Crossing the Andes is an experience, in terms of spectacular mountain views, but also the customs procedure for bus passengers.
It is time to leave Argentina behind, at least for the time being. From Mendoza it is a five-hour bus ride to Santiago, Chile’s capital city. Plus whatever it takes to cross the border. The road takes us up the Andes on one side, and down the other, over the Paso Internacional Los Libertadores, a reference to the campaign of General San Martin in 1817, who scaled the pass with a sizable army of 4000, thereby totally surprising the Spanish on the other side – but also losing a third of his men during the crossing. These days the border, having been defined along the watershed and the highest peaks, is much lower, at around 3200 m, in the middle of a 3 km tunnel.
For the first 45 minutes, or so, we drive parallel to the mountains, providing a spectacular view of the steeply rising snowy peaks; I cannot really work out which is which, but the volcano-shaped one on the left may well be Tupungato. So far, all around us wine yards, proof that the Mendoza area is indeed the largest wine producing area in Argentina, providing some 80% of the total production.
Then we turn right, into a valley following the Mendoza River upwards. Along the valley we can trace much of the ancient Transandine railway, a 248 km long trail from Mendoza to Las Rosas de los Andes in Chile, built between 1887 and 1910. This provided the last piece of railway of an over 1400 km line connecting Buenos Aires on the Atlantic coast with Valparaiso, Chile’s port on the Pacific. The line was ultimately abandoned in 1984. Much of the narrow-gauge track is still in place, although overgrown; there is a tunnel and several metal railway bridges, from tiny – often collapsed – bridges across small streams to much more impressive steel structures crossing the Mendoza River itself. And further up, metal structures protecting the track from avalanches have by now largely collapsed themselves. Every so many years, including recently, there is talk about reviving the line again, but not much has come from it so far.
There are plenty of mountains to admire, plenty of high peaks, among them the Aconcagua, with 6961 meters the highest of the Andes, and in fact the highest in the Southern and the Western hemisphere. The bus doesn’t stop at the viewpoint for the mountain, so for pictures there is a 30 second window on the right side of the bus. Luckily I sat on the right side!
There is hardly any vegetation, at this altitude – and neither is there on the lower flanks, because of the dry, desert-like climate. In the occasional stream some yellow flowers get a chance, and sometimes a cactus survives, but that’s all there is.
Then comes the border. It is busy. And let’s say that the border control is not in a hurry. For the first hour and a half, or so, we wait in the bus, as there are other buses ahead of us. Then we are finally let free, but not really. We are clearly instructed to form a proper line and wait – under no circumstances should we approach the customs individually! After another five minutes the line starts moving, like a school class on the way to the swimming pool, coached by the bus attendants, who direct us one by one through passport control. Then follows the luggage check. We are lined up in two rows, with a bench in from of each, where we need to put all our hand luggage. A dog is sent to sniff every backpack several times. Chile is paranoid about letting in plants, fruits, anything really, which can bring pests and infections. It feels like a police line-up, those you see in films. Next are the suitcases, which are X-rayed one by one. Those considered suspect are being put aside, and the owner is called forward out of the line-up. All very confronting. Finally, after at least another hour, we are marched back into the bus, and continue the journey. Yet, I have to admit that there is a certain efficiency in this process. You would hate to see every passenger doing this individually.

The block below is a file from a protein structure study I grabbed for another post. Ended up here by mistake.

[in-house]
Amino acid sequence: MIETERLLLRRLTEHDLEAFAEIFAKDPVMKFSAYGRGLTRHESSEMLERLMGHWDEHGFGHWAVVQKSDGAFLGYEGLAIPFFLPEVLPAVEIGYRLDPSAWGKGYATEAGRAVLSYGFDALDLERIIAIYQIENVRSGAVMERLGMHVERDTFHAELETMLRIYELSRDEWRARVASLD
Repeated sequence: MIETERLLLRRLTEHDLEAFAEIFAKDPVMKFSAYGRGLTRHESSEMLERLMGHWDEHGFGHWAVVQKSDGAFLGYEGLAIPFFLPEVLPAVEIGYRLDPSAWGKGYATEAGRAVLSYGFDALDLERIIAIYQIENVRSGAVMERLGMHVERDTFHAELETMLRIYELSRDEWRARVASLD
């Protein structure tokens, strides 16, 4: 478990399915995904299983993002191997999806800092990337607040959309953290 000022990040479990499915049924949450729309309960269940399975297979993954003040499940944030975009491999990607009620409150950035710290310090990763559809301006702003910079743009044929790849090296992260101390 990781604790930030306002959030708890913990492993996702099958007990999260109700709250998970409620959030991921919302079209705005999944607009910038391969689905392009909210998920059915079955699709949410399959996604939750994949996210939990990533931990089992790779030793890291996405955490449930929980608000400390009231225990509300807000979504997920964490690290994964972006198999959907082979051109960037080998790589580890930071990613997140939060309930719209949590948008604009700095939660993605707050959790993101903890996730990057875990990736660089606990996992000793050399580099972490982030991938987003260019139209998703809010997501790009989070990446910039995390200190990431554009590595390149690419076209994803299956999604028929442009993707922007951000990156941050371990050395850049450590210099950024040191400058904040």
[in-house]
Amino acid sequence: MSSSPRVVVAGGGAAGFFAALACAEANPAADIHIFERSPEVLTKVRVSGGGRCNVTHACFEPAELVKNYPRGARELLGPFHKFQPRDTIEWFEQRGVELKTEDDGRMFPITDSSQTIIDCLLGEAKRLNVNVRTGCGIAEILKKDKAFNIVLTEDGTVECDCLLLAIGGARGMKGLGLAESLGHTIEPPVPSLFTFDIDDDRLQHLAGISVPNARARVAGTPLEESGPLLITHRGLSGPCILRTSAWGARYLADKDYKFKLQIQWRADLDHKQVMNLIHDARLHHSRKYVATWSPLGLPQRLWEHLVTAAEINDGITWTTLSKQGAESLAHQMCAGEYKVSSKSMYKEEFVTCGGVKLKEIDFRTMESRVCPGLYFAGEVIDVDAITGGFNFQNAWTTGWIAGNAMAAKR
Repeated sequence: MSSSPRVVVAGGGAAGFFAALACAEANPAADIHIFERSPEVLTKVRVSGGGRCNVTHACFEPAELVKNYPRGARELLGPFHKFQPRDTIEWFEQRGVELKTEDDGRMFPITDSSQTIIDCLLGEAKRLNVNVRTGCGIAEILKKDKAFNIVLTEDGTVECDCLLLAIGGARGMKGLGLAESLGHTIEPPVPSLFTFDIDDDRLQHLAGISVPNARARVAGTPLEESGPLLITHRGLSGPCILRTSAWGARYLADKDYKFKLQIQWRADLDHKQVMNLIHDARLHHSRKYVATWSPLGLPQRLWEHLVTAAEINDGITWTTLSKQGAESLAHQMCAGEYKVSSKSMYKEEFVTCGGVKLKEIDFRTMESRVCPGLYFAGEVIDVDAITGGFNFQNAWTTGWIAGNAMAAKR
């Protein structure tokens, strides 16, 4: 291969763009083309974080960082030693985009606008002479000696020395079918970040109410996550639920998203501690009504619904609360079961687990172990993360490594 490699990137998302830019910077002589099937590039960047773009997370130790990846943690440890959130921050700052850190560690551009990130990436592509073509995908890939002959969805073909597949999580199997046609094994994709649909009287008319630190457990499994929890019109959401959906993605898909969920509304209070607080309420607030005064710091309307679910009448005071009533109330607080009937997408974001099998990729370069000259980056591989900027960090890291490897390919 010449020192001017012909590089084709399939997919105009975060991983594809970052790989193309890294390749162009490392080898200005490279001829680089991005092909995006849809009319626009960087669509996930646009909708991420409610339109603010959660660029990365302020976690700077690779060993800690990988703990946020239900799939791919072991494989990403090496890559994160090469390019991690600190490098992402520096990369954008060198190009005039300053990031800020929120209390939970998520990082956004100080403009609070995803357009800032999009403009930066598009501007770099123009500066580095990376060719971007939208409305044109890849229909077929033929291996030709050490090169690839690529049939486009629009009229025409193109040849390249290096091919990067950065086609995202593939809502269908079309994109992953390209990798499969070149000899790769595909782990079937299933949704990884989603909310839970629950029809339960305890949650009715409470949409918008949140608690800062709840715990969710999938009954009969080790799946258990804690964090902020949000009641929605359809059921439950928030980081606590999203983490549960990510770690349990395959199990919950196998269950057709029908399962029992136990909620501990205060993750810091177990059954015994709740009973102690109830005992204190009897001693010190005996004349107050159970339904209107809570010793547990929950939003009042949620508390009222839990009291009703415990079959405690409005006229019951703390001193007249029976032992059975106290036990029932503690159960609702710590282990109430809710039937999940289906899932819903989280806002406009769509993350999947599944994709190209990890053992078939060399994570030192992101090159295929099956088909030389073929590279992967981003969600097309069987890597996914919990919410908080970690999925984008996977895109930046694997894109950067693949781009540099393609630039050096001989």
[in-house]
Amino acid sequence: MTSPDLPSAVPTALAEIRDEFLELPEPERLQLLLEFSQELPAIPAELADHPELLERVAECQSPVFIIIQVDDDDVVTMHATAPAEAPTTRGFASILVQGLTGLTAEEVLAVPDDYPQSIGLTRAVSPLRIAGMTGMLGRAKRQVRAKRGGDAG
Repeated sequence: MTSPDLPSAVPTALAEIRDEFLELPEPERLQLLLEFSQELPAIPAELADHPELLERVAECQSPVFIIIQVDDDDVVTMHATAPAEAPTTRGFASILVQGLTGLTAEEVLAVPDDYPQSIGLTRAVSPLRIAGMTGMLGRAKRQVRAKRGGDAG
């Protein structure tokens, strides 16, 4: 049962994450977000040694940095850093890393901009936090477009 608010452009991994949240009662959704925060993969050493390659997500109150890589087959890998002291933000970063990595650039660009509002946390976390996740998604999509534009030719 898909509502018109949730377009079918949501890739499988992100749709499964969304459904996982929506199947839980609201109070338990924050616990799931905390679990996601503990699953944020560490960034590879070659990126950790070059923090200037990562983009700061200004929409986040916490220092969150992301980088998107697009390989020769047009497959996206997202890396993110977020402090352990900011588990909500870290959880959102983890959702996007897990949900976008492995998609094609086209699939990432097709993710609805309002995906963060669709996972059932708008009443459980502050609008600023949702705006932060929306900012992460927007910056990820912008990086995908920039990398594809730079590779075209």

Soon after the border crossing, we start the descent, which goes much steeper than the ascent on the Argentinian side. In around 30 switchbacks we come down from the high mountains to the foothills, an impressive feat of engineering. The road surface all the way down is covered not with tarmac, but with concrete, much better resistant to temperature changes and snow. Once down, a little more vegetation is appearing, some small trees, and occasionally large cacti, seemingly in colonies. But the landscape never gets as dramatic again as on the other side.
And the motorway to Santiago is outright boring.